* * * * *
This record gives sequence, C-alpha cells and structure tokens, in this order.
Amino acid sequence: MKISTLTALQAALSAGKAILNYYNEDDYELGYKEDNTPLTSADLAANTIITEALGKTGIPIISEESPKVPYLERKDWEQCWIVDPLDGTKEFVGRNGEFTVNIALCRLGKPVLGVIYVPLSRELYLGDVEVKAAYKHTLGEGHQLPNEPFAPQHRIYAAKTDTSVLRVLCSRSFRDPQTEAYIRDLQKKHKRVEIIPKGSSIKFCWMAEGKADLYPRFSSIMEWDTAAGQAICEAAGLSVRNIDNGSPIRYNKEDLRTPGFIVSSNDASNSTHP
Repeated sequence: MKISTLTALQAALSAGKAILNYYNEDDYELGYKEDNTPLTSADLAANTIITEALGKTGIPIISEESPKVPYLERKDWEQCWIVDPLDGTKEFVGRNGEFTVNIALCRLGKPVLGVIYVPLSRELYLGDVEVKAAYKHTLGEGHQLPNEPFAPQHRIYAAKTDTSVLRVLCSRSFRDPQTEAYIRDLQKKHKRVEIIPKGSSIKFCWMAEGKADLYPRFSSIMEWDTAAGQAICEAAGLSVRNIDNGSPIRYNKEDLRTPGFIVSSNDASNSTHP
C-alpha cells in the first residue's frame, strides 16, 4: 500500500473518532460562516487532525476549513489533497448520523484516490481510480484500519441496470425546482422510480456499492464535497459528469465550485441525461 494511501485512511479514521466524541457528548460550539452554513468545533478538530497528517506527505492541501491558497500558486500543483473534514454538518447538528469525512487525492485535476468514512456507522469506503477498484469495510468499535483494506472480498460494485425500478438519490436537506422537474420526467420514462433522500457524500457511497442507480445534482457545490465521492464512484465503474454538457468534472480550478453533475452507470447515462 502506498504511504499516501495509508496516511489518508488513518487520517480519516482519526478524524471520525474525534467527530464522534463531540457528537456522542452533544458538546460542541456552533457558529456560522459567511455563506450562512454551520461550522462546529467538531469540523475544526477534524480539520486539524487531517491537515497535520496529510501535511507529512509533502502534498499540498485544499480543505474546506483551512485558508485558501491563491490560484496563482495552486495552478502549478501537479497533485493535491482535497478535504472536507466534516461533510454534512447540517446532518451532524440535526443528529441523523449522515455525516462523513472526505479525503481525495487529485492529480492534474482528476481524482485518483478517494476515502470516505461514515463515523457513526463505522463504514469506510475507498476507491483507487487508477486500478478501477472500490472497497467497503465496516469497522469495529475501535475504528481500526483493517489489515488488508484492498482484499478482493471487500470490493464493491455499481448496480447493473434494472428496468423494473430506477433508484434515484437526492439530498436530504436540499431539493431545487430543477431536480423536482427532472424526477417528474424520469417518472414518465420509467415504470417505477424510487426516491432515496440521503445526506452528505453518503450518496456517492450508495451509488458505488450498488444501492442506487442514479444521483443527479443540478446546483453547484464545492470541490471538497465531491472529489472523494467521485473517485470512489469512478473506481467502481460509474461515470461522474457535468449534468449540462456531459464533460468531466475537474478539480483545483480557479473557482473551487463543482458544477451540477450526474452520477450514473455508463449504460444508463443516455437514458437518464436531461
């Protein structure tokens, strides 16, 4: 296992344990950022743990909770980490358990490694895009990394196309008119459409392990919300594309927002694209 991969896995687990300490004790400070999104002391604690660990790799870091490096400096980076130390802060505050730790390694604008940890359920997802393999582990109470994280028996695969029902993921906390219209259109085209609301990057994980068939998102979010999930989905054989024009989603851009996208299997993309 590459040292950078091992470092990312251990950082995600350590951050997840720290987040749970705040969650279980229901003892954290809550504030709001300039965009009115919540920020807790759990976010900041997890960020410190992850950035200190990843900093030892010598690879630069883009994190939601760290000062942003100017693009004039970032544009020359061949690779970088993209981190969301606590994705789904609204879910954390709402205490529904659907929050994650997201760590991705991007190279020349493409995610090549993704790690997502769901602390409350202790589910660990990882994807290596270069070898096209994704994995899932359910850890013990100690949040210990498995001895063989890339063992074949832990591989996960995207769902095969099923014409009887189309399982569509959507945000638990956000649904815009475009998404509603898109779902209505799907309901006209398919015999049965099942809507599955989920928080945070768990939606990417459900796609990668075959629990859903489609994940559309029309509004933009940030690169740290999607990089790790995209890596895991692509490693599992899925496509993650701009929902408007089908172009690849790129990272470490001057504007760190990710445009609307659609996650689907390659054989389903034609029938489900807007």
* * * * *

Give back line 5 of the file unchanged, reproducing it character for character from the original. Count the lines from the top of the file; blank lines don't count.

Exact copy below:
């Protein structure tokens, strides 16, 4: 296992344990950022743990909770980490358990490694895009990394196309008119459409392990919300594309927002694209 991969896995687990300490004790400070999104002391604690660990790799870091490096400096980076130390802060505050730790390694604008940890359920997802393999582990109470994280028996695969029902993921906390219209259109085209609301990057994980068939998102979010999930989905054989024009989603851009996208299997993309 590459040292950078091992470092990312251990950082995600350590951050997840720290987040749970705040969650279980229901003892954290809550504030709001300039965009009115919540920020807790759990976010900041997890960020410190992850950035200190990843900093030892010598690879630069883009994190939601760290000062942003100017693009004039970032544009020359061949690779970088993209981190969301606590994705789904609204879910954390709402205490529904659907929050994650997201760590991705991007190279020349493409995610090549993704790690997502769901602390409350202790589910660990990882994807290596270069070898096209994704994995899932359910850890013990100690949040210990498995001895063989890339063992074949832990591989996960995207769902095969099923014409009887189309399982569509959507945000638990956000649904815009475009998404509603898109779902209505799907309901006209398919015999049965099942809507599955989920928080945070768990939606990417459900796609990668075959629990859903489609994940559309029309509004933009940030690169740290999607990089790790995209890596895991692509490693599992899925496509993650701009929902408007089908172009690849790129990272470490001057504007760190990710445009609307659609996650689907390659054989389903034609029938489900807007």